Though good material science companies are few and far between, they can be unique investment opportunities with distinctly unique competitive advantages in their industries. Rob Lachenauer, CEO of Boston’s Geo2 Technologies, would agree. Geo2, which makes substrate materials for catalytic converters, spent years determining if its substrates could be produced cheaply, efficiently and with enough durability to withstand the quality controls of the automotive industry; let alone adhere to the regulatory requirements of the EPA.

“This is an expensive game to play and it’s not like we can just get a couple of guys in India to write code for us and that’s it,” says Lachenauer. “Yet, you can really catch people by surprise if you indeed have a better mousetrap.”

So what makes Geo2’s (or any material science startup’s) mousetrap that much better? Three things, says Lachenauer: “First, do you know your core chemistry and are you in control of that chemistry? Second, can you make a lot of what you’re trying to produce and can you make it of a very high quality and cheaply? And that’s a tough nut to crack. And third, at least for us, we want to get to 50 patents. With 50 patents we definitely have something.”

The promise of a better mousetrap-or rather the notion of an extreme materials science breakthrough-could prove extremely lucrative for investors choosing to play in this space. In Geo2’s case, it’s the promise of a catalytic converter that can make every car on the road a Zero Emissions Vehicle (ZEV), according to federal emissions standards. For IMI, it’s a 2% to 5% yield improvement in semiconductor fabrication-an industry where manufacturers gain millions of dollars for every tenth of a percent in improved yield-that could prove to be its own path to riches.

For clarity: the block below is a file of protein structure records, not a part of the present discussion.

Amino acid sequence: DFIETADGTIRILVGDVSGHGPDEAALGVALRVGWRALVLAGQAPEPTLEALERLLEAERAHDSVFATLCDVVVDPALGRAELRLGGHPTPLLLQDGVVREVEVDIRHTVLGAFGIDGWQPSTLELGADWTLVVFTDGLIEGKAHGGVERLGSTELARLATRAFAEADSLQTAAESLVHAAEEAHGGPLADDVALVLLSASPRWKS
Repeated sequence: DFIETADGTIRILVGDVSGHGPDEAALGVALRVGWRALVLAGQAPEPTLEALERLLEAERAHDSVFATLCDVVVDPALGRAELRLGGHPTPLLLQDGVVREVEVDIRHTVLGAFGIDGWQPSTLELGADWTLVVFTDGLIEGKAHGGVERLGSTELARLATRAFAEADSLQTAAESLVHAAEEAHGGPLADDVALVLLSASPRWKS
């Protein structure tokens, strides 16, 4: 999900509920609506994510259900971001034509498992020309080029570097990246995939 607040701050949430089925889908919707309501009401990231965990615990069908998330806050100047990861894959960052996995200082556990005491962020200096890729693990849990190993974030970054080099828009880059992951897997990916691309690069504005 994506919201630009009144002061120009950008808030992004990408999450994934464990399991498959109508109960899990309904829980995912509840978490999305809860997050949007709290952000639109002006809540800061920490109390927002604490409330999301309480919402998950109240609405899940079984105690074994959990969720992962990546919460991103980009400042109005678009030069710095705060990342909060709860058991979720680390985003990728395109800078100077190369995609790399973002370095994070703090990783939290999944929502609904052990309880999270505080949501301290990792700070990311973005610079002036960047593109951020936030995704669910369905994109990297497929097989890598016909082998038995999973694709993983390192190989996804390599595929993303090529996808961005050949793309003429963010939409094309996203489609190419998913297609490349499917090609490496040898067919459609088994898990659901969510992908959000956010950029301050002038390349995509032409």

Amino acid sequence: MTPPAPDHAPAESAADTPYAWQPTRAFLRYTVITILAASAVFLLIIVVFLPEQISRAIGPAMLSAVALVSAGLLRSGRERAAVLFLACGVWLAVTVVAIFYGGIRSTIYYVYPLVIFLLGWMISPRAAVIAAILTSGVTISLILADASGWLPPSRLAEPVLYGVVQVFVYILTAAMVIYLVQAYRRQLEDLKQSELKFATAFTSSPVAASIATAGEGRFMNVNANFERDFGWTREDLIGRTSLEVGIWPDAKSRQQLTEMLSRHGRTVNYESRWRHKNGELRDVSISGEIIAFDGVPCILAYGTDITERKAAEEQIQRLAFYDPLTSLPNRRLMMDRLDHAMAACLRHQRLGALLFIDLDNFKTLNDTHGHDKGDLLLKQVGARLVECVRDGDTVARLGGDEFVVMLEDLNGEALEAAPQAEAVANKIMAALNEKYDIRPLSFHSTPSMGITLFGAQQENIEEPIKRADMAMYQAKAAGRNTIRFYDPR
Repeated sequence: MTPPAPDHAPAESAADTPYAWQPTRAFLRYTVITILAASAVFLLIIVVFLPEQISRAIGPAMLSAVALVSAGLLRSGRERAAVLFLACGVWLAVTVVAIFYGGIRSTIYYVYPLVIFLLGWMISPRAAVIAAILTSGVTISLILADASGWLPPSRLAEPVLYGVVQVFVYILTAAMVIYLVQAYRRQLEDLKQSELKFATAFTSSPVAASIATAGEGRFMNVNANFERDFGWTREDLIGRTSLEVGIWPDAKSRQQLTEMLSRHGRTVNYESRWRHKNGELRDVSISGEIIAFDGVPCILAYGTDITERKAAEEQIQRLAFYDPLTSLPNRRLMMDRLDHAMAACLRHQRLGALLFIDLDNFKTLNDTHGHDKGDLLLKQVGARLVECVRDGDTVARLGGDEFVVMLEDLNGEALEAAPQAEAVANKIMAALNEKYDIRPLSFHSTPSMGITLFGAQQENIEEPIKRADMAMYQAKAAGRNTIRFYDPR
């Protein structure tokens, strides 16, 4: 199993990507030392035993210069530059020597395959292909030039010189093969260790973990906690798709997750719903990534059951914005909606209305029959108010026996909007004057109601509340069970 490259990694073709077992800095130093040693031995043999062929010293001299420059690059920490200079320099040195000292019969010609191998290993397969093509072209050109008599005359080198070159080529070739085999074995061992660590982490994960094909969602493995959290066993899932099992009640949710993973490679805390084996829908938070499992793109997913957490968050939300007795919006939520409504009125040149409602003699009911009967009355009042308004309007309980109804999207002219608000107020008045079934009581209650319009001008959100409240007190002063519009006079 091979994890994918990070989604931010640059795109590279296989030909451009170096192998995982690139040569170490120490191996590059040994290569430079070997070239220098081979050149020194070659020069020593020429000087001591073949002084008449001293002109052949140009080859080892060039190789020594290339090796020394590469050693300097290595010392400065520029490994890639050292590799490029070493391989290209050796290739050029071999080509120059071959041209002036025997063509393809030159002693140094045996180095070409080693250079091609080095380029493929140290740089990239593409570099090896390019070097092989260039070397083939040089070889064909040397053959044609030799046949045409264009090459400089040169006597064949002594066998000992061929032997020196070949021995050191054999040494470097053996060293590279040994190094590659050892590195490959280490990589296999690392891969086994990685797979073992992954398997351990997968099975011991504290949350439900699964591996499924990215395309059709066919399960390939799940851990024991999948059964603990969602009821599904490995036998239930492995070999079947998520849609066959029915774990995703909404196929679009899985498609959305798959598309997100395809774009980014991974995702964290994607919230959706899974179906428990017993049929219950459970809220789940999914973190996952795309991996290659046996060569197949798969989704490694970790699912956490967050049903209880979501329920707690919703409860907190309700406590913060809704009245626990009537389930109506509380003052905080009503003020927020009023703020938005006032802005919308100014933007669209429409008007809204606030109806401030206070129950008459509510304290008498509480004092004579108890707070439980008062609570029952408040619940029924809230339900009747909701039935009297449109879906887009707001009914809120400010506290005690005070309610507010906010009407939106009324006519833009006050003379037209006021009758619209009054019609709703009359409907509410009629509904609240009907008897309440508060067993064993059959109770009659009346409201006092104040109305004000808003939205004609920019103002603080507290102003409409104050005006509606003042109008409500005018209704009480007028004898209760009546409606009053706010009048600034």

The Angel Angle

Because material science technologies do not reveal their secrets quickly, seed-stage investors must be careful in considering not only what technologies to invest in, but when in the development cycle to invest. Put another way, one must ask the question: Is this an investment in “applied materials” with true commercial applications or is it an investment in “materials science” with open-ended, yet still largely undefined, possibilities? Answer this question correctly and you can enjoy competitive advantages for years to come. Answer it incorrectly and you’ve invested in a science project.

The parameters for investing can thus be fairly easily defined: If it’s going to take three to five years before the first dollar of revenue, that’s simply too long. And if the company can’t get to revenue within six months to a year, or if it can’t get to revenue with the dollars first put in, it may not be worth the investment. If a startup can surpass all of these hurdles, and thus distance itself from existing technologies, the barriers to entry created by entirely new material science companies is usually extremely high.